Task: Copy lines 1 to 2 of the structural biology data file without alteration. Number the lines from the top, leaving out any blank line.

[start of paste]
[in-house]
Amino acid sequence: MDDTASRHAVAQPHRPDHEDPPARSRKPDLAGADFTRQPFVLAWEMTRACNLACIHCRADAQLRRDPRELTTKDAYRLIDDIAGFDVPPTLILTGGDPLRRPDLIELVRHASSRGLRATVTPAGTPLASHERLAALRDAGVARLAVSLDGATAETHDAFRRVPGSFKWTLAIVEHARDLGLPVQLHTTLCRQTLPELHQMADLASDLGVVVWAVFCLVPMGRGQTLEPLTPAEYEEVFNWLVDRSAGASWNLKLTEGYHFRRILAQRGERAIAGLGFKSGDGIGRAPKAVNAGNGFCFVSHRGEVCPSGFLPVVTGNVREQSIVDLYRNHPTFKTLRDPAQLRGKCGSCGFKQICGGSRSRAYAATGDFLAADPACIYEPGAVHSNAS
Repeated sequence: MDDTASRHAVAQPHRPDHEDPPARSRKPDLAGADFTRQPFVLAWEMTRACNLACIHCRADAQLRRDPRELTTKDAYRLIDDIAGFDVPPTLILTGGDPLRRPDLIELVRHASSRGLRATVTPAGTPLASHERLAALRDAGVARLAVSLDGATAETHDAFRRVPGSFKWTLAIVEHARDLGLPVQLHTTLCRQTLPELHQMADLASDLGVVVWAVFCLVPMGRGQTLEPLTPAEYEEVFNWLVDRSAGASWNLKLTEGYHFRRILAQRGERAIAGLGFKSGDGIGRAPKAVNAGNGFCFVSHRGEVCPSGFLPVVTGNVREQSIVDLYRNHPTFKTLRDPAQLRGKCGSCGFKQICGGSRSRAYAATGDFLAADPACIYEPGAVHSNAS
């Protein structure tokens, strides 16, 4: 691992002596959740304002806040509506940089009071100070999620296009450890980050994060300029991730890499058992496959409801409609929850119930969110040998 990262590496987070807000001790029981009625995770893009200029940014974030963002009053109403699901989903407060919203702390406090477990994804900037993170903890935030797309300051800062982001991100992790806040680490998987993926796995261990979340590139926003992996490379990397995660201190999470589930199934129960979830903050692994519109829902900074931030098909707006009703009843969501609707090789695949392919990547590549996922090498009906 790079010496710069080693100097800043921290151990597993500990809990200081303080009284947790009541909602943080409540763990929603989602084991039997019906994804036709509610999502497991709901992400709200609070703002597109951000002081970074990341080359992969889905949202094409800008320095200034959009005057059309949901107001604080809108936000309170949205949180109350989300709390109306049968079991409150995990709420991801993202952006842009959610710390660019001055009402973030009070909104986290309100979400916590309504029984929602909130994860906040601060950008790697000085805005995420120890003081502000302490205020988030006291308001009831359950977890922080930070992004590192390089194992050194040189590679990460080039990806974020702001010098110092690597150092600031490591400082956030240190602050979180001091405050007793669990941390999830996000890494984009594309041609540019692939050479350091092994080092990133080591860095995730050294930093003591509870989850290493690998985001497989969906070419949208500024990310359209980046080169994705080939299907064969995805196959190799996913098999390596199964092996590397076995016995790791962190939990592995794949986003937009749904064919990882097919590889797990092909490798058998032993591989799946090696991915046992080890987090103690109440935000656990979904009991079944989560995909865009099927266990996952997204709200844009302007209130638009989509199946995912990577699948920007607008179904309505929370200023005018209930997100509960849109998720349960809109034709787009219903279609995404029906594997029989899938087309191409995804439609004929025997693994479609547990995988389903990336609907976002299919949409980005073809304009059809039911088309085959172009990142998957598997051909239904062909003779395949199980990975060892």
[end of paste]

[in-house]
Amino acid sequence: MDDTASRHAVAQPHRPDHEDPPARSRKPDLAGADFTRQPFVLAWEMTRACNLACIHCRADAQLRRDPRELTTKDAYRLIDDIAGFDVPPTLILTGGDPLRRPDLIELVRHASSRGLRATVTPAGTPLASHERLAALRDAGVARLAVSLDGATAETHDAFRRVPGSFKWTLAIVEHARDLGLPVQLHTTLCRQTLPELHQMADLASDLGVVVWAVFCLVPMGRGQTLEPLTPAEYEEVFNWLVDRSAGASWNLKLTEGYHFRRILAQRGERAIAGLGFKSGDGIGRAPKAVNAGNGFCFVSHRGEVCPSGFLPVVTGNVREQSIVDLYRNHPTFKTLRDPAQLRGKCGSCGFKQICGGSRSRAYAATGDFLAADPACIYEPGAVHSNAS